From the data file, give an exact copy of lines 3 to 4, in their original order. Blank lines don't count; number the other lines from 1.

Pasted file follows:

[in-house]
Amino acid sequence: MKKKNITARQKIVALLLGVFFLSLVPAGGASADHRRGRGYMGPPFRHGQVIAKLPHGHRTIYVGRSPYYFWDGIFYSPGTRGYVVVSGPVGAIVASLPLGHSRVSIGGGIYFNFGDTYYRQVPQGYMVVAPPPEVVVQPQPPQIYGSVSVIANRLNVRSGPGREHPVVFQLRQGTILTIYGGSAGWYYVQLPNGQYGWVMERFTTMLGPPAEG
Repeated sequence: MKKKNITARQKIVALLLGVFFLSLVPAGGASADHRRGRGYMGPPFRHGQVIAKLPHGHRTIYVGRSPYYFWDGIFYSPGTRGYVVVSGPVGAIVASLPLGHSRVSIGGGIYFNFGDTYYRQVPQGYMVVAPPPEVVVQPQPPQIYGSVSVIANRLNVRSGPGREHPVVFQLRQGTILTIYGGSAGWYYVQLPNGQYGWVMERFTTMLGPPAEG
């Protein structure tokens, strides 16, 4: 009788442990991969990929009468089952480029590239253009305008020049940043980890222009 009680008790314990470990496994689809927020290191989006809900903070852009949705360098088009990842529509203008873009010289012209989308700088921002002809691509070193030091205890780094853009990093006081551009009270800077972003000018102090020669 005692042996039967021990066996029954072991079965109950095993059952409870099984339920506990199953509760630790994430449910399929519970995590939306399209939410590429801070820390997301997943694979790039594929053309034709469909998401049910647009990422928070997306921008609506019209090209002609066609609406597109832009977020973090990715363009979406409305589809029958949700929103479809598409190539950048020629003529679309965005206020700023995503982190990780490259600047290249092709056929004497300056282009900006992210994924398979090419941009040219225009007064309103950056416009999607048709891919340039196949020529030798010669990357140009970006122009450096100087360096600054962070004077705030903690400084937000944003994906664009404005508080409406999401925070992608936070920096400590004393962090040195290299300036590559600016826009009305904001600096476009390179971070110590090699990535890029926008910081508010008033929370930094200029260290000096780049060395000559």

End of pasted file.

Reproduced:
Repeated sequence: MKKKNITARQKIVALLLGVFFLSLVPAGGASADHRRGRGYMGPPFRHGQVIAKLPHGHRTIYVGRSPYYFWDGIFYSPGTRGYVVVSGPVGAIVASLPLGHSRVSIGGGIYFNFGDTYYRQVPQGYMVVAPPPEVVVQPQPPQIYGSVSVIANRLNVRSGPGREHPVVFQLRQGTILTIYGGSAGWYYVQLPNGQYGWVMERFTTMLGPPAEG
């Protein structure tokens, strides 16, 4: 009788442990991969990929009468089952480029590239253009305008020049940043980890222009 009680008790314990470990496994689809927020290191989006809900903070852009949705360098088009990842529509203008873009010289012209989308700088921002002809691509070193030091205890780094853009990093006081551009009270800077972003000018102090020669 005692042996039967021990066996029954072991079965109950095993059952409870099984339920506990199953509760630790994430449910399929519970995590939306399209939410590429801070820390997301997943694979790039594929053309034709469909998401049910647009990422928070997306921008609506019209090209002609066609609406597109832009977020973090990715363009979406409305589809029958949700929103479809598409190539950048020629003529679309965005206020700023995503982190990780490259600047290249092709056929004497300056282009900006992210994924398979090419941009040219225009007064309103950056416009999607048709891919340039196949020529030798010669990357140009970006122009450096100087360096600054962070004077705030903690400084937000944003994906664009404005508080409406999401925070992608936070920096400590004393962090040195290299300036590559600016826009009305904001600096476009390179971070110590090699990535890029926008910081508010008033929370930094200029260290000096780049060395000559």